Housing Department diverts 'no longer needed' funding for affordable housing to Help to Buy programme

Ministers accused of 'selling families short by surrendering much-needed cash for new homes' after revelation £817m is being handed back to the Treasury

Benjamin Kentish
Political Correspondent
Wednesday 28 February 2018 15:51
Sajid Javid’s department is paying £817m back to the Treasury after underspending on housing
Sajid Javid’s department is paying £817m back to the Treasury after underspending on housing

Tens of millions of pounds of funding earmarked for building new low-cost housing will instead be given to aspiring homeowners, government documents have revealed.

Records show the housing department returned £72m of its affordable homes funding to the Treasury this year because it had failed to spend it, despite the UK struggling in the midst of a housing crisis.

The money will instead be used to help pay for the Help to Buy scheme, which assists buyers with the cost of a deposit. The scheme has been criticised for prioritising wealthier potential buyers at the expense of those most in need of affordable housing.

In total, the Department for Housing, Communities and Local Government returned £817m of funding it said was “no longer required” in 2017-18. The vast majority of the money was supposed to have been spent on housing.

Despite many areas of the country reporting a desperate need for new low-cost homes, the department said in a memo: “Part of the funding allocation for the Affordable Housing programme has not been required in 2017/18.”

The “surrendered” money, which could have built thousands of affordable homes, will be “utilised to offset the budget requirement for the Help to Buy programme,” it added.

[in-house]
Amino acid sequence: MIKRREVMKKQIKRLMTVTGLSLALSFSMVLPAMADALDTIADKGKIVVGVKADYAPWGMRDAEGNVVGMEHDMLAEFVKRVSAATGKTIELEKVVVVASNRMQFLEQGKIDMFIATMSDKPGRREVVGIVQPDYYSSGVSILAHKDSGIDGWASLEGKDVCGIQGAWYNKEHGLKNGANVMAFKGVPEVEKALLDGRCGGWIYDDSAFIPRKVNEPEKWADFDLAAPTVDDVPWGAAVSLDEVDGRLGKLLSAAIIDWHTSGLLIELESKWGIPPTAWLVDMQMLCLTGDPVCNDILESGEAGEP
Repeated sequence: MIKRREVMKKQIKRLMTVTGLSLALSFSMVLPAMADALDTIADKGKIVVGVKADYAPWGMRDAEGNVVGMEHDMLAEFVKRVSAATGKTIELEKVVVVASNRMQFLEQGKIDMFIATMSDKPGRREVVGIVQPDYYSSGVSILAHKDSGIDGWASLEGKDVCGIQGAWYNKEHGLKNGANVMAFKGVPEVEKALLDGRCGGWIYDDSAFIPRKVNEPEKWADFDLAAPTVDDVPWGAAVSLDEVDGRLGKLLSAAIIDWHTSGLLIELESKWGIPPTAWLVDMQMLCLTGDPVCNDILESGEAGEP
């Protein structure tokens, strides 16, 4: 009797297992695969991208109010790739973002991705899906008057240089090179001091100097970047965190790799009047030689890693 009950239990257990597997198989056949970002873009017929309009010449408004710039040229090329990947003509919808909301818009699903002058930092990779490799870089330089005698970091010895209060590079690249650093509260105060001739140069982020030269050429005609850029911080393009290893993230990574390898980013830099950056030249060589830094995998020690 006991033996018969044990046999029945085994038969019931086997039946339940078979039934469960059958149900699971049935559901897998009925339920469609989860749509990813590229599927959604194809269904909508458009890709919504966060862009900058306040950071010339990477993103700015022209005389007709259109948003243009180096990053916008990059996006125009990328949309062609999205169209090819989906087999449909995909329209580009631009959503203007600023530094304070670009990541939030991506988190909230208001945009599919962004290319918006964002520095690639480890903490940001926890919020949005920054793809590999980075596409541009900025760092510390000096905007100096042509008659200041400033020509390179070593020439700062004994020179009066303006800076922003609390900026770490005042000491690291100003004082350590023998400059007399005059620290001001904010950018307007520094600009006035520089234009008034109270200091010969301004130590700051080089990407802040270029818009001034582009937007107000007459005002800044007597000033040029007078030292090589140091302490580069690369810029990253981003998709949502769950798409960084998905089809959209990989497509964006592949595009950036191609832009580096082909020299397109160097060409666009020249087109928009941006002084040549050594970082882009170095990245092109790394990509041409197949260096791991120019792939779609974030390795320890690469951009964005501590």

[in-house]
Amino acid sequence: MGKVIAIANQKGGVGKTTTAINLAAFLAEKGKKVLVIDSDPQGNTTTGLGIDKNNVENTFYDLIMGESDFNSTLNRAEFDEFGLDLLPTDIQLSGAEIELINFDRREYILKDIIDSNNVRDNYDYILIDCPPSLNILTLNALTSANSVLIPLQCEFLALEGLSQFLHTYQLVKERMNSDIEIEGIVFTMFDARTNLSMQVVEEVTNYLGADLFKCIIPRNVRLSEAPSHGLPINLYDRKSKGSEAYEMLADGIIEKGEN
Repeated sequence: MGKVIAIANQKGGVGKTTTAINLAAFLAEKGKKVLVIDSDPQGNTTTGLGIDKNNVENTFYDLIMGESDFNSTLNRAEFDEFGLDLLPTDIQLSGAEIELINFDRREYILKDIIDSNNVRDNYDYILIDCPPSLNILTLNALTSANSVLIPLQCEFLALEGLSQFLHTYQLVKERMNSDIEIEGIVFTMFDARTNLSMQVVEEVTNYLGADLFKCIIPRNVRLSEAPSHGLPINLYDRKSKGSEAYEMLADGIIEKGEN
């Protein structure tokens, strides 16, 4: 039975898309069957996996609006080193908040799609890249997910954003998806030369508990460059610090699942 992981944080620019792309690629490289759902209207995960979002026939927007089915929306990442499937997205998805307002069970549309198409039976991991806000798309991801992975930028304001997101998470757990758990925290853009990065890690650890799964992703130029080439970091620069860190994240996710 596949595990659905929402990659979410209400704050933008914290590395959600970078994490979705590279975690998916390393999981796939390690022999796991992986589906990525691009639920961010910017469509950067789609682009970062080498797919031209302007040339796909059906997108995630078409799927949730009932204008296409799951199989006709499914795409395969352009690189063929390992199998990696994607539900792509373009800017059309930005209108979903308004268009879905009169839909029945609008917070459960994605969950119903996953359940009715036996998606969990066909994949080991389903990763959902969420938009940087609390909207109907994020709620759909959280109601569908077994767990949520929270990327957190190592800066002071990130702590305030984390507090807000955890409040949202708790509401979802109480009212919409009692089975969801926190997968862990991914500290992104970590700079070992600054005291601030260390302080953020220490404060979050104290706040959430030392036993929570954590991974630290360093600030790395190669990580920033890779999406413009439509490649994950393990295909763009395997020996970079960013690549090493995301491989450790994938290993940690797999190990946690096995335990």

It means money originally allocated to boost housing supply will instead be spent on a programme that increases demand without resulting in new properties being built.

The document also reveals that the £329m budget for Starter Homes – properties sold to first-time buyers at a discount – has been returned to the Treasury.

The memo said: “Starter Homes budget was surrendered as agreed with [the Treasury] to contribute to the higher Affordable Housing investment in future years.”

The Independent revealed late last year that, despite being a flagship Conservative policy for boosting home ownership, not a single Starter Home has yet been built.

John Healey, Labour’s Shadow Housing Secretary, said: “Feeble ministers are selling families short by surrendering much-needed cash for new homes.

“If the Secretary of State can’t defend his department’s budget from the Treasury, he should give the job to someone who can.”

A government spokesperson said: “We are delivering the homes our country needs, and since 2010 we have built over 357,000 new affordable properties.

“But we are determined to do more and we are investing a further £9bn, including £2bn to help councils and housing associations build social rent homes where they are most needed.”

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